As Biden’s foreign policy on China comes into focus, Putin cherishes being the lesser of two evils
- A meeting between the US and Russian presidents legitimises Putin’s embattled regime, say critics of Biden
- Biden has already pushed America’s allies and partners towards taking a united stand on China’s perceived threats over Xinjiang, Hong Kong and Taiwan
Biden tells Putin to try to establish ‘rational way’ to disagree
It was a classic Putin performance, with the president being evasive and sometimes teasing in front of media while denying and deflecting every criticism thrown at him, from human rights abuses to cyberattacks and interference in US elections.
The highly anticipated summit was clearly a victory for Putin, as Biden’s critics claimed, because it gave him what he needed the most – recognition of the legitimacy of his embattled regime and his standing as a world leader. Amid gaping power asymmetries with both Washington and Beijing, some measure of stabilising Russia’s near-wrecked relations with the US, even temporarily, was welcome news for Moscow.
It would also put Putin in a stronger position to remain largely neutral between Beijing and Washington, despite his country’s growing economic dependence on China and is a potential opportunity for him to offer mediation in their new cold war.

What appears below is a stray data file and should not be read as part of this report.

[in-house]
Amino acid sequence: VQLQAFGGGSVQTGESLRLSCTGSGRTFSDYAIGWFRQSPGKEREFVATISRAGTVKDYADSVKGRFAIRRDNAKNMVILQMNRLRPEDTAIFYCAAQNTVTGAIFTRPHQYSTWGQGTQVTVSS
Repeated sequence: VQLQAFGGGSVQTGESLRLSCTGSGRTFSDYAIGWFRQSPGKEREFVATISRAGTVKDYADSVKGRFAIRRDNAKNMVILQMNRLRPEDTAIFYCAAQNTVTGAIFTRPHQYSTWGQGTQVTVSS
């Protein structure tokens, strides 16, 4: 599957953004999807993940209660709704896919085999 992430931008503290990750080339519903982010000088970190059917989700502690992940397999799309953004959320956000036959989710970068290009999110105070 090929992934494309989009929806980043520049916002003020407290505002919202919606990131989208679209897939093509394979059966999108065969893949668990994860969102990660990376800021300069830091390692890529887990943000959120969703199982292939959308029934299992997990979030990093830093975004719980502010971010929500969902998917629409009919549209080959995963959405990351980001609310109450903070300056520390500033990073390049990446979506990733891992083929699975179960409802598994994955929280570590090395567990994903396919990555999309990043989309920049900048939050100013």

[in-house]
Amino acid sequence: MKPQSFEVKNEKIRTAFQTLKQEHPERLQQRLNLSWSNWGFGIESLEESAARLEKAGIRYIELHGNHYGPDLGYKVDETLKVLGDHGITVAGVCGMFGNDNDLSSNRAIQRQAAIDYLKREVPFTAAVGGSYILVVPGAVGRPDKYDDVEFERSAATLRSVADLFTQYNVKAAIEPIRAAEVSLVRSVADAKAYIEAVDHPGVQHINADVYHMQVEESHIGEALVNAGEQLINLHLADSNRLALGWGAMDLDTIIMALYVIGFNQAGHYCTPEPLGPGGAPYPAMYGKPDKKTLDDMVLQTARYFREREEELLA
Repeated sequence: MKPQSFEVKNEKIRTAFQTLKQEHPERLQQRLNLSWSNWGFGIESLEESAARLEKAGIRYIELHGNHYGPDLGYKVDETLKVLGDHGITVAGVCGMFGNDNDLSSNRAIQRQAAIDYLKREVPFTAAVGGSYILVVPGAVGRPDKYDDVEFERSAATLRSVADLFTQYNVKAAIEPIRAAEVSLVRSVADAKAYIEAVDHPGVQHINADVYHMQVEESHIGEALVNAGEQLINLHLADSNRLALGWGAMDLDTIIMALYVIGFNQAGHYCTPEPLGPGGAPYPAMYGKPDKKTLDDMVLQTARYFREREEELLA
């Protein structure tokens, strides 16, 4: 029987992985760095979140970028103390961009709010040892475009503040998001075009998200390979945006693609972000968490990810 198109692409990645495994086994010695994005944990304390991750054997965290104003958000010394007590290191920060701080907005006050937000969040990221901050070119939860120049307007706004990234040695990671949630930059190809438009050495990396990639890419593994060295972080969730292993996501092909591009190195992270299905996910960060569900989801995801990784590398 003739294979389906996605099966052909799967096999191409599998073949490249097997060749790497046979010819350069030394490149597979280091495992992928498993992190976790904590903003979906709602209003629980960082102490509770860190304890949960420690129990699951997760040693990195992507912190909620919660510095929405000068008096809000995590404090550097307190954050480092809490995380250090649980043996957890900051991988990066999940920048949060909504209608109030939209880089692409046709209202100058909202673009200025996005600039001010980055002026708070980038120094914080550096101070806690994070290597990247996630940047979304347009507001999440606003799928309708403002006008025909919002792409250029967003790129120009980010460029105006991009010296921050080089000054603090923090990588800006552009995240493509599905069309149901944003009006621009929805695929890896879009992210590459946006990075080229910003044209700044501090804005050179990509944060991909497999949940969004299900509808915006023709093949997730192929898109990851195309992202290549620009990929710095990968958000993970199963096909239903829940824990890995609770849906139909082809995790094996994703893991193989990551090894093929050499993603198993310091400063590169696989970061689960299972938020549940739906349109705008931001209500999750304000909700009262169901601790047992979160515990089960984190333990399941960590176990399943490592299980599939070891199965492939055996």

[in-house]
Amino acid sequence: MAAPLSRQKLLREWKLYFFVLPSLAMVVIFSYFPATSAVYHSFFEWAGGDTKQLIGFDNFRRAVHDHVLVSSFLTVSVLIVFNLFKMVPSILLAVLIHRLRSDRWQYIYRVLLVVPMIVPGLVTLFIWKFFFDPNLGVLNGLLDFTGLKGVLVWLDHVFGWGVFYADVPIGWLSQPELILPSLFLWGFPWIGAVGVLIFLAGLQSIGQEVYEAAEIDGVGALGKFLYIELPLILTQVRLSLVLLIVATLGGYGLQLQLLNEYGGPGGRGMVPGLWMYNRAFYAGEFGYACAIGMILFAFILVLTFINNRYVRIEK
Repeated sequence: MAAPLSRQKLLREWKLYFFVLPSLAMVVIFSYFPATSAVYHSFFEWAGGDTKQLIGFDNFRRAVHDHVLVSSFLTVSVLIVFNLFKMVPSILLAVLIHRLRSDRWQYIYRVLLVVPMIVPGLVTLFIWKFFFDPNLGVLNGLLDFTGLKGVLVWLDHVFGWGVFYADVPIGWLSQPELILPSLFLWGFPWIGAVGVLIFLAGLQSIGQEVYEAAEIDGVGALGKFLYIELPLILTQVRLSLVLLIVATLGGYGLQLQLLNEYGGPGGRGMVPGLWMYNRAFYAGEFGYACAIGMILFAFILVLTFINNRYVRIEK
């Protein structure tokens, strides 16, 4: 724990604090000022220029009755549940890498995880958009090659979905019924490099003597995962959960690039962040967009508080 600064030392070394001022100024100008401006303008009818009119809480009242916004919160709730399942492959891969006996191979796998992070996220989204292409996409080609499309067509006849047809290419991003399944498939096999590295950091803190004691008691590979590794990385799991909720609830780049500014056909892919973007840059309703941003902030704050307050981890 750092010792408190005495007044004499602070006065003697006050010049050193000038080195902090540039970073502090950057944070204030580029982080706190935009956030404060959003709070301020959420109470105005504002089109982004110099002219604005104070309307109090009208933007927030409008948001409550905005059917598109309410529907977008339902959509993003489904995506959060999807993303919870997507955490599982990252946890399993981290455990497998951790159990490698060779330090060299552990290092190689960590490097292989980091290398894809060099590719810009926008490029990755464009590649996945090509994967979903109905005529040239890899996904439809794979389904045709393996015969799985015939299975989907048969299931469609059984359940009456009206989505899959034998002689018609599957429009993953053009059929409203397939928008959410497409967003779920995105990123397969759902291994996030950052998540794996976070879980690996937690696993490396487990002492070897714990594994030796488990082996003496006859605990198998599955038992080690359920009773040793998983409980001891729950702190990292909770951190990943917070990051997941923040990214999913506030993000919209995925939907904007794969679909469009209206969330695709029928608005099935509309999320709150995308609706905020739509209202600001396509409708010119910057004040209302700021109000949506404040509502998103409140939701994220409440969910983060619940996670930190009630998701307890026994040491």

For Biden’s America, a summit with Putin was a smart, critical move to stabilise relations with Russia first, as he is moving the centre of global attention to China. Compared to Beijing, Moscow is, in a sense, the lesser of two evils for the Biden administration, which clearly aims to avoid the nightmare scenario of a two-front war with both rival powers. Realistically, Washington’s best hope is to prevent Moscow drifting further into Beijing’s orbit.
While “each side is motivated more by insecurity than by an ambition to transform the world in its image”, what makes Biden’s job complex is the interdependence between China and democracies, according to Thomas Wright, a senior fellow at the Brookings Institution.
Unlike the previous Cold War, “Biden will have to lead democracies in agreeing on an appropriate level of engagement with China”, he said in an article published in the Foreign Affairs journal this month.